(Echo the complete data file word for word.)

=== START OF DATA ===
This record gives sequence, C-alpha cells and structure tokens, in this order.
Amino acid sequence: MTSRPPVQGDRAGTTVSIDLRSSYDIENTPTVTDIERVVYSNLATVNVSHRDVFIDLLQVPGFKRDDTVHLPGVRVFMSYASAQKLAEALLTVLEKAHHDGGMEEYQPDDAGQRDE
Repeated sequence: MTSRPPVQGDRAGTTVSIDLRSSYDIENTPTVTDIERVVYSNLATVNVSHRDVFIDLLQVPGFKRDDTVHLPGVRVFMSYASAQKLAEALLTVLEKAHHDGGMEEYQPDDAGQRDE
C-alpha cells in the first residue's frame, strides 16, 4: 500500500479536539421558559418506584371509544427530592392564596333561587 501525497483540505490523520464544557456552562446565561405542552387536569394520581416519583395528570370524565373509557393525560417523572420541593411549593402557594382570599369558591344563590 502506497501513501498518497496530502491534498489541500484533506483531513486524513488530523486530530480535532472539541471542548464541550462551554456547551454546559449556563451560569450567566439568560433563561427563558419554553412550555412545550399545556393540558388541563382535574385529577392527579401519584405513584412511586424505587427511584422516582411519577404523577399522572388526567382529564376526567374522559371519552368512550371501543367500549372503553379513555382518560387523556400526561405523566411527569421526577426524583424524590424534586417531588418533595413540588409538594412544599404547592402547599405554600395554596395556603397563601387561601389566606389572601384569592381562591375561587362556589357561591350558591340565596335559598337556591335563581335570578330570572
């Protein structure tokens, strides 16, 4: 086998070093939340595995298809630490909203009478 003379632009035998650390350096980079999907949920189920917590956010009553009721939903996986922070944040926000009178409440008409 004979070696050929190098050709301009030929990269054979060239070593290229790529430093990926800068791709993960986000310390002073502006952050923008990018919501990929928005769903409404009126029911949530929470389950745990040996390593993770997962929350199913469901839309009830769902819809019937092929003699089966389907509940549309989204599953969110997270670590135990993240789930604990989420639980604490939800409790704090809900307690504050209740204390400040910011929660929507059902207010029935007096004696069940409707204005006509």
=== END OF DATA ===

This record gives sequence, C-alpha cells and structure tokens, in this order.
Amino acid sequence: MTSRPPVQGDRAGTTVSIDLRSSYDIENTPTVTDIERVVYSNLATVNVSHRDVFIDLLQVPGFKRDDTVHLPGVRVFMSYASAQKLAEALLTVLEKAHHDGGMEEYQPDDAGQRDE
Repeated sequence: MTSRPPVQGDRAGTTVSIDLRSSYDIENTPTVTDIERVVYSNLATVNVSHRDVFIDLLQVPGFKRDDTVHLPGVRVFMSYASAQKLAEALLTVLEKAHHDGGMEEYQPDDAGQRDE
C-alpha cells in the first residue's frame, strides 16, 4: 500500500479536539421558559418506584371509544427530592392564596333561587 501525497483540505490523520464544557456552562446565561405542552387536569394520581416519583395528570370524565373509557393525560417523572420541593411549593402557594382570599369558591344563590 502506497501513501498518497496530502491534498489541500484533506483531513486524513488530523486530530480535532472539541471542548464541550462551554456547551454546559449556563451560569450567566439568560433563561427563558419554553412550555412545550399545556393540558388541563382535574385529577392527579401519584405513584412511586424505587427511584422516582411519577404523577399522572388526567382529564376526567374522559371519552368512550371501543367500549372503553379513555382518560387523556400526561405523566411527569421526577426524583424524590424534586417531588418533595413540588409538594412544599404547592402547599405554600395554596395556603397563601387561601389566606389572601384569592381562591375561587362556589357561591350558591340565596335559598337556591335563581335570578330570572
């Protein structure tokens, strides 16, 4: 086998070093939340595995298809630490909203009478 003379632009035998650390350096980079999907949920189920917590956010009553009721939903996986922070944040926000009178409440008409 004979070696050929190098050709301009030929990269054979060239070593290229790529430093990926800068791709993960986000310390002073502006952050923008990018919501990929928005769903409404009126029911949530929470389950745990040996390593993770997962929350199913469901839309009830769902819809019937092929003699089966389907509940549309989204599953969110997270670590135990993240789930604990989420639980604490939800409790704090809900307690504050209740204390400040910011929660929507059902207010029935007096004696069940409707204005006509």